Luckily, the point of the post is not that Sunday School is hurtful, but that when attendance in Sunday School takes children out of the main corporate worship, it can result in a lack engagement with the church body as a whole. Continue reading “Kids in Church?”
It was a late winter morning and I was riding on the 6-line subway train from the Bronx to Manhattan in New York. The passengers on the train were doing their own thing – either trying to get a quick nap, or working on their cell phones, or reading a book.
I guess I love Christmas as much as anybody (with the possible exception of Edith Klose, who has more Christmas decorations than God). My love of Christmas is very resilient: it has survived not only my own massively dysfunctional family, but also the professional necessity of leading public celebrations of it. In case you don’t know, that can involve hard, slogging work. Ask any teacher.
I love Christmas enough to care about what it’s about. Jesus did not come so that we could enjoy 2000 years of sentimentality about his birthday. Jesus came in fulfillment of the prophecy of Isaiah: Unto us a child is born; unto us a son is given … and his name shall be called wonderful … the prince of peace. Jesus is the Prince of Peace.
I like the month of October. I like the crispness of leaves turning color and the smell of Apfel Kuchen baking in the oven. It also includes one of my favorite holidays – not Halloween, but Reformation. As a child, I was treated to an action-packed film on Martin Luther in Sunday School and in church we were sure to sing a lusty rendition of “A Mighty Fortress”. So what is this really all about?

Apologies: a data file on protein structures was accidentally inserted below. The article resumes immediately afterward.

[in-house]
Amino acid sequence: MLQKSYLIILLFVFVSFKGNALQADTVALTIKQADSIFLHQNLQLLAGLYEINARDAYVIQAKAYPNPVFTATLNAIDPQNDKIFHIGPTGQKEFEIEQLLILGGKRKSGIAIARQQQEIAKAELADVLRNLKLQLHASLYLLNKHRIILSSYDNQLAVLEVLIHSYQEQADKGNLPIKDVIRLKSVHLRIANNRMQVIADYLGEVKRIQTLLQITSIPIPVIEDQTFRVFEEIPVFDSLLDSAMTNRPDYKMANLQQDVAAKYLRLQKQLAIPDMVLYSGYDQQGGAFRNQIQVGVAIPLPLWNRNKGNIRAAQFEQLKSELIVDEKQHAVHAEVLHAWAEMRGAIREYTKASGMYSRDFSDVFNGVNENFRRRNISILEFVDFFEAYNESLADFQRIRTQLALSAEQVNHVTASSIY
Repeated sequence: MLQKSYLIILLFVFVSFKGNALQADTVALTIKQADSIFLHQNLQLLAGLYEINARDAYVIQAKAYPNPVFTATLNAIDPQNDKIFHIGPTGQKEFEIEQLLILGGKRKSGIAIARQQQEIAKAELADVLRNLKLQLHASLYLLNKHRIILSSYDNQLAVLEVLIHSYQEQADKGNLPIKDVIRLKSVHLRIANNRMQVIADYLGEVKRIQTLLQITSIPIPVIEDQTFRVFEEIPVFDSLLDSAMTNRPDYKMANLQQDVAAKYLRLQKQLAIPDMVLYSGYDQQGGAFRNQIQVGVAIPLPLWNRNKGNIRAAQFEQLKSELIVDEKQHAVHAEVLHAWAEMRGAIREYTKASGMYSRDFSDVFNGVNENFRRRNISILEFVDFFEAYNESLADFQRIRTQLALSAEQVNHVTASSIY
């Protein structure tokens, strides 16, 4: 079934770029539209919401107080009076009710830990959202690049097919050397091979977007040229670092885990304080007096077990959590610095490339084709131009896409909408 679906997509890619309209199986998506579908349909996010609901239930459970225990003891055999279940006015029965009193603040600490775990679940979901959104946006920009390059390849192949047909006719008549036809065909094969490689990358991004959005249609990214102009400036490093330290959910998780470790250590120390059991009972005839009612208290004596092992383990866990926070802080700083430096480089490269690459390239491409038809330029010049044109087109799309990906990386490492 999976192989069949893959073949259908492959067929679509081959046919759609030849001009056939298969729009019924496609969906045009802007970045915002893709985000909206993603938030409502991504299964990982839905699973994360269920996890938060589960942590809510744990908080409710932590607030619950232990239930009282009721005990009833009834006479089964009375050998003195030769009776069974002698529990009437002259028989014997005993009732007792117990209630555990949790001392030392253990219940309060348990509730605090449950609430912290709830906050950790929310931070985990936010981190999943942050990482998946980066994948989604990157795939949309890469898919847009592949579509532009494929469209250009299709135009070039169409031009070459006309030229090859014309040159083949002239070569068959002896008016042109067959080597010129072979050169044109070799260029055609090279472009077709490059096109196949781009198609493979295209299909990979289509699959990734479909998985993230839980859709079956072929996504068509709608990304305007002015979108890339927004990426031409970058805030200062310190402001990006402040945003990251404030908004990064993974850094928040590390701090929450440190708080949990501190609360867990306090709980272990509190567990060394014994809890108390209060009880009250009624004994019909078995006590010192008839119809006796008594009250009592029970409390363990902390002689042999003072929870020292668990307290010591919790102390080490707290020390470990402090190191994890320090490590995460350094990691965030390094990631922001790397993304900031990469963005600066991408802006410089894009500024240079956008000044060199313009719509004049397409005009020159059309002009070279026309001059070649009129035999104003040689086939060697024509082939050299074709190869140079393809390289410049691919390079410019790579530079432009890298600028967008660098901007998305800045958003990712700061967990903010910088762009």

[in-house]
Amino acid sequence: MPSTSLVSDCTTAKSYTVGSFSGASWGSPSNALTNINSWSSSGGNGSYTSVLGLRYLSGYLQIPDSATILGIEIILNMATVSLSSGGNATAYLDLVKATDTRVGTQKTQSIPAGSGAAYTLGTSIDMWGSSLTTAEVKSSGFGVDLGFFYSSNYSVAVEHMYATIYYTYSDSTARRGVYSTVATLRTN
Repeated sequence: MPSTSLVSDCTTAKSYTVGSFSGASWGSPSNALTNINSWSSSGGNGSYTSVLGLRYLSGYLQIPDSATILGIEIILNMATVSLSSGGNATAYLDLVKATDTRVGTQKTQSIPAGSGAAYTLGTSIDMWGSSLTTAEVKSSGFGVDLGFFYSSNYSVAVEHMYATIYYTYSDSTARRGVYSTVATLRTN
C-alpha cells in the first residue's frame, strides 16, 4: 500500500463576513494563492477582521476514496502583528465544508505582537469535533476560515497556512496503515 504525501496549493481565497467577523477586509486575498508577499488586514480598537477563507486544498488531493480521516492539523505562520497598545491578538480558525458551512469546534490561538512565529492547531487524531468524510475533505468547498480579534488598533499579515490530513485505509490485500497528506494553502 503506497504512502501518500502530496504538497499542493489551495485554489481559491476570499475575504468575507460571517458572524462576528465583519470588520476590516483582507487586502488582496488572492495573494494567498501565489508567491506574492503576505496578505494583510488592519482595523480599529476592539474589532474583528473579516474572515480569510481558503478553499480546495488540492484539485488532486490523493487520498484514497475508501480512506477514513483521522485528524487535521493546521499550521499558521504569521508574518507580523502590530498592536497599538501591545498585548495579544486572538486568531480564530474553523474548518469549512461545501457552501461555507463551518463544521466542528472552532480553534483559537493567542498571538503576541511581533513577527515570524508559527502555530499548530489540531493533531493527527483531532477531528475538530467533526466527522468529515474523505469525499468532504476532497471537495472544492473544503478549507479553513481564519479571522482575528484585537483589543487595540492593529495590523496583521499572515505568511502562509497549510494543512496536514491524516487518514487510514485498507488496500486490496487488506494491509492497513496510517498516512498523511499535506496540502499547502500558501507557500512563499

As we considered a rather discouraging Treasurer’s Report last week, I told the Church Council very firmly that I am not going to preach about money. I don’t like to do it because I am personally not very interested in money, and also because I don’t think people want to hear about it money when they come to church. Nor will I fall into the trap that has captured so many, and promote to the “prosperity gospel”, the bizarre and dangerous idea that God wants us all to be rich. God never promises any such thing. Lay up for yourselves treasures in heaven, Jesus says, and I’m with him on that one.
This month I was given a course at my workplace called “Inclusive Leadership”. The general theme was to show how our biases towards people determine whether they are included or excluded. Among the “students” were several seasoned managers, myself included, who started the morning with a bit of a smug attitude. We thought we already had a pretty good handle on the diversity and inclusion issue.
As you certainly know by now, the fine pipe organ from Ascension was donated as a Gift of Legacy to Our Savior’s Lutheran Church (ELCA), Fairfield, Connecticut. After some renovations to the sanctuary, the organ was installed there by its builder, Mr. Jeremy Cooper. The Dedication Service is planned for Sunday, October 26th, at 4:00 in the afternoon. The people at Our Savior’s plan to honor the members of Ascension at the service. We will take the church bus to this event.